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Australian mortality statistics for rheumatoid arthritis 1950-81: analysis of death certificate data.
  1. I P Wicks,
  2. J Moore,
  3. A Fleming
  1. Department of Rheumatology, Prince Henry Hospital, Sydney, Australia.

    Abstract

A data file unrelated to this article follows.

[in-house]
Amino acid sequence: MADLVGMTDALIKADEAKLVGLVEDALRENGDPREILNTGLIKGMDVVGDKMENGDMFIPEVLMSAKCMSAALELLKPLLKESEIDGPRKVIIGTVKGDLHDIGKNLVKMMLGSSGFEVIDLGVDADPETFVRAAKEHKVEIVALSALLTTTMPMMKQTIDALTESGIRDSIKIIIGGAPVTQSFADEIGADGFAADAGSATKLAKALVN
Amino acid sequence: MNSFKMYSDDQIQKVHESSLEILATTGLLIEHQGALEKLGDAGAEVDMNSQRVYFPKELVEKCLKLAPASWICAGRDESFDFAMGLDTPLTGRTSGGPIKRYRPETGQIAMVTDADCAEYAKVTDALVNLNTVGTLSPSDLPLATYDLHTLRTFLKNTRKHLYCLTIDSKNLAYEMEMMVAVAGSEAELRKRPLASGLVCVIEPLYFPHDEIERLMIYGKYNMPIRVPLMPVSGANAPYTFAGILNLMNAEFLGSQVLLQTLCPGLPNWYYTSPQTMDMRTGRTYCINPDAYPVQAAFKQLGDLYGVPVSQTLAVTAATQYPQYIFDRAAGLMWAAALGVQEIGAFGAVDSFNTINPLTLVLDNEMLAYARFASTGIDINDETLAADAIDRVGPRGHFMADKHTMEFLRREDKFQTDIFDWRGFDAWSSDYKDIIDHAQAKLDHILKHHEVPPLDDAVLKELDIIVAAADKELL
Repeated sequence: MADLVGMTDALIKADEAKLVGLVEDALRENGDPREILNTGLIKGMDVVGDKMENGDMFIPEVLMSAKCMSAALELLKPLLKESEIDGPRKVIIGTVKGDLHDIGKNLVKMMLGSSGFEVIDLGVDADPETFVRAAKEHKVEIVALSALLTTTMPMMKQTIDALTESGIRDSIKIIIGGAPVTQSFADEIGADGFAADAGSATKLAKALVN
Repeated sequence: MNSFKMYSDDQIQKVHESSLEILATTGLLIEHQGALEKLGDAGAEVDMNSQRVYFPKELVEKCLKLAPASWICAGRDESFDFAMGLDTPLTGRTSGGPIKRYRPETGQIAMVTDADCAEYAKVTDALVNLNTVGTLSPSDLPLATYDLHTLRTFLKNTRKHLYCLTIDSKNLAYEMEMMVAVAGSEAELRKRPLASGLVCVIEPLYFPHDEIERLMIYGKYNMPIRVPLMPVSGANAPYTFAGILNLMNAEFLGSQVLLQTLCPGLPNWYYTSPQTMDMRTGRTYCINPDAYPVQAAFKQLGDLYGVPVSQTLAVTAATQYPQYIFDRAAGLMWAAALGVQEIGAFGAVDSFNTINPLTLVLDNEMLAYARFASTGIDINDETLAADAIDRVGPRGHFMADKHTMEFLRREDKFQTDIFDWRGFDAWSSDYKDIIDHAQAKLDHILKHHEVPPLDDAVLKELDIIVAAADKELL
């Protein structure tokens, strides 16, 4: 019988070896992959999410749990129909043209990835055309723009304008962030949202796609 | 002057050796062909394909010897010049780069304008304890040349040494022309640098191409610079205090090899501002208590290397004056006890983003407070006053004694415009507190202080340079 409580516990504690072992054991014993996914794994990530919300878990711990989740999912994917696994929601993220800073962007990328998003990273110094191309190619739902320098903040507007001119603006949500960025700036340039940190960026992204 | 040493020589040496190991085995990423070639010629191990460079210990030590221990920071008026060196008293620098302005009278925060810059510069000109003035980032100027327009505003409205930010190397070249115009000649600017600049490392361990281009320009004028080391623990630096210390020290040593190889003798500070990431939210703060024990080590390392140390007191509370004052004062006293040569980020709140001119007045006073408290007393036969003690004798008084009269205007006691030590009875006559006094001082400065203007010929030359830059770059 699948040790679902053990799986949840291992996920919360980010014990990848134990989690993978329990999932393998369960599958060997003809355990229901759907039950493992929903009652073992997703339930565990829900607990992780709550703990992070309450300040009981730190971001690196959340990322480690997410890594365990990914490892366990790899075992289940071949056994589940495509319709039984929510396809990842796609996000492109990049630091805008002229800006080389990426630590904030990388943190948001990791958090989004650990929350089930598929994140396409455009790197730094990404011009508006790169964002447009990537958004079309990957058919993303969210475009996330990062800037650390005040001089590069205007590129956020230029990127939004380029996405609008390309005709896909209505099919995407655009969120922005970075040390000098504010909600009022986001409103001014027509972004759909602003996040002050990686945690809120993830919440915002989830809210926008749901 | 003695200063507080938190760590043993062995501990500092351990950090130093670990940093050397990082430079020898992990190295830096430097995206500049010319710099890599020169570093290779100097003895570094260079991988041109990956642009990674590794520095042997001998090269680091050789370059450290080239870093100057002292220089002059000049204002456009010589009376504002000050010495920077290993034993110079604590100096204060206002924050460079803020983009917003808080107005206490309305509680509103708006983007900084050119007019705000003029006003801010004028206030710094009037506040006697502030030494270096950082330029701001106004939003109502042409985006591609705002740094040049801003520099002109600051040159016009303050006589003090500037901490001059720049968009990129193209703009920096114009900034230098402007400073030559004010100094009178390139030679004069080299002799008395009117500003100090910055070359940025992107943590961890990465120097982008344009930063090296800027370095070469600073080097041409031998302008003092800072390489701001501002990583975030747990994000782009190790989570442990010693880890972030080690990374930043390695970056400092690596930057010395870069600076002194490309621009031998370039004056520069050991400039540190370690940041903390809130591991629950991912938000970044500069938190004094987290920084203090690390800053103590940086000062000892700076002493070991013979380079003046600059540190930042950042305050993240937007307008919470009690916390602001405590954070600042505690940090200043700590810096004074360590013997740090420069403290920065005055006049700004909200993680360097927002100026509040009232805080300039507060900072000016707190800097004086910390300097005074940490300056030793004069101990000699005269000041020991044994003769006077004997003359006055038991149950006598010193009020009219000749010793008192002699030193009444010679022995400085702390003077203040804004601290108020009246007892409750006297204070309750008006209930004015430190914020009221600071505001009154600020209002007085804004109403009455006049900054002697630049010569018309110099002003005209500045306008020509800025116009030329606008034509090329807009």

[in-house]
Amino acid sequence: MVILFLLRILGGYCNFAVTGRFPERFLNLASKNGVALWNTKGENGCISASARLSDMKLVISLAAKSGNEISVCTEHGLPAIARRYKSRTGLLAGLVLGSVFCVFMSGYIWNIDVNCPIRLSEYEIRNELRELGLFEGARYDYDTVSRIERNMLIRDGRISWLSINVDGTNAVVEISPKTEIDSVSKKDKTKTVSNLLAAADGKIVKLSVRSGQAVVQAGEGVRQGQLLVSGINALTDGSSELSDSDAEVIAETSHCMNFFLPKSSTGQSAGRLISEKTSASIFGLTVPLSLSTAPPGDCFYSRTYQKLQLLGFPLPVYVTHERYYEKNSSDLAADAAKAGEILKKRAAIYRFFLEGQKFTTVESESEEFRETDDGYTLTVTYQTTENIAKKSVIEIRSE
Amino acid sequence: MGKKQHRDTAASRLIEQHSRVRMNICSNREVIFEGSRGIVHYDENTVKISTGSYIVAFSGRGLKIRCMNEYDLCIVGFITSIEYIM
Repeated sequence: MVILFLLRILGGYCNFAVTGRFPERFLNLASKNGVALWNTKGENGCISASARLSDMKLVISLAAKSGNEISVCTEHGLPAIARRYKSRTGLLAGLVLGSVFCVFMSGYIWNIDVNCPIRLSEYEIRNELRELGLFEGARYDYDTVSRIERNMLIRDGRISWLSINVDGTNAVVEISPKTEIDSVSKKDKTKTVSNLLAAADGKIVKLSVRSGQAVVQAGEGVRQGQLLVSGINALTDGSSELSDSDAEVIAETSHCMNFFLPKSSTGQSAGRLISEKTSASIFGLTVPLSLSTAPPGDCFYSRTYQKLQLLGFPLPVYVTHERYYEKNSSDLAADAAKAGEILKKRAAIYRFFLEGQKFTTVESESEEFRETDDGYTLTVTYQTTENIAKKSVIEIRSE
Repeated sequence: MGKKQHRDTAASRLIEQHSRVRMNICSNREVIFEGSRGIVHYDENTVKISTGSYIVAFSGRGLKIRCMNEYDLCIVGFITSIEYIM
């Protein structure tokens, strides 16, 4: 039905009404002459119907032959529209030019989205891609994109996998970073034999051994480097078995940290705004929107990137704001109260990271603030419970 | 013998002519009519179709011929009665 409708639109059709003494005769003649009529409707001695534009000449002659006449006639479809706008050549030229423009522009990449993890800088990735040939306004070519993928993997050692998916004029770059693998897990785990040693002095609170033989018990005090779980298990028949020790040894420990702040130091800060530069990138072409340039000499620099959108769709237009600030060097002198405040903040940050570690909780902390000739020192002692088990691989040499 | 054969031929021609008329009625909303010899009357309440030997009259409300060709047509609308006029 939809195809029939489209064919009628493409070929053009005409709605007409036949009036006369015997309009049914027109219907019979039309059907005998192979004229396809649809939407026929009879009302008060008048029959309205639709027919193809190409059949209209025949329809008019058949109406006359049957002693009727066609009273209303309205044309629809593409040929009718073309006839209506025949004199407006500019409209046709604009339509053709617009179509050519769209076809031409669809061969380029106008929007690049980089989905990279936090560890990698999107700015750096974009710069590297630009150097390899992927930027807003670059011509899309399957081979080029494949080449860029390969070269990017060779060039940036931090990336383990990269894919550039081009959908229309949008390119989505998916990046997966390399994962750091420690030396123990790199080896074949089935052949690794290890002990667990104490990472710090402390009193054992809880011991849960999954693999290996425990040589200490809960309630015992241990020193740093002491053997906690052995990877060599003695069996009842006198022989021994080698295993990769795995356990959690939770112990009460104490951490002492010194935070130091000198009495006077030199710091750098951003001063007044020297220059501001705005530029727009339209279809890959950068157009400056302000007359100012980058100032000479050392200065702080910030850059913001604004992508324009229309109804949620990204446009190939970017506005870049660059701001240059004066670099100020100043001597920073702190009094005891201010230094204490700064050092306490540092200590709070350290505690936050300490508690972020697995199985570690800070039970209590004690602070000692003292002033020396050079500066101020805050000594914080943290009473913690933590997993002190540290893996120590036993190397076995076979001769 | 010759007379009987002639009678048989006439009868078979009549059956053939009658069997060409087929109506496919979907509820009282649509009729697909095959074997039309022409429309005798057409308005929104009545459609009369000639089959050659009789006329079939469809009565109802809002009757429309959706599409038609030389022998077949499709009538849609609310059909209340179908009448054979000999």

An analysis of mortality related to rheumatoid arthritis (RA) in Australia for the period 1950 to 1981 was undertaken based on information recorded in death certificates. These data include every death over a 32 year period where RA was considered to be the underlying cause. Death from RA was commonly reported (0.17% of all deaths). The mean age at death from RA in both sexes exceeded that of the general population for most of the period. There was little difference between patients dying of RA and the general population for age at death in the over 50 years' age group. There was a significant decrease in mortality for women dying of RA over the age of 75. RA accounted for more deaths in women than in men (in a ratio of 2.2:1). Men tended to die at a younger age from RA than did women. The impact of RA remained relatively constant in relation both to the total causes of death and to deaths due to other musculoskeletal diseases. There was a significant decline, however, in female RA deaths as a percentage of deaths due to all musculoskeletal diseases. Cohort analysis does not indicate any marked effect from extrinsic factors on mortality due to RA.

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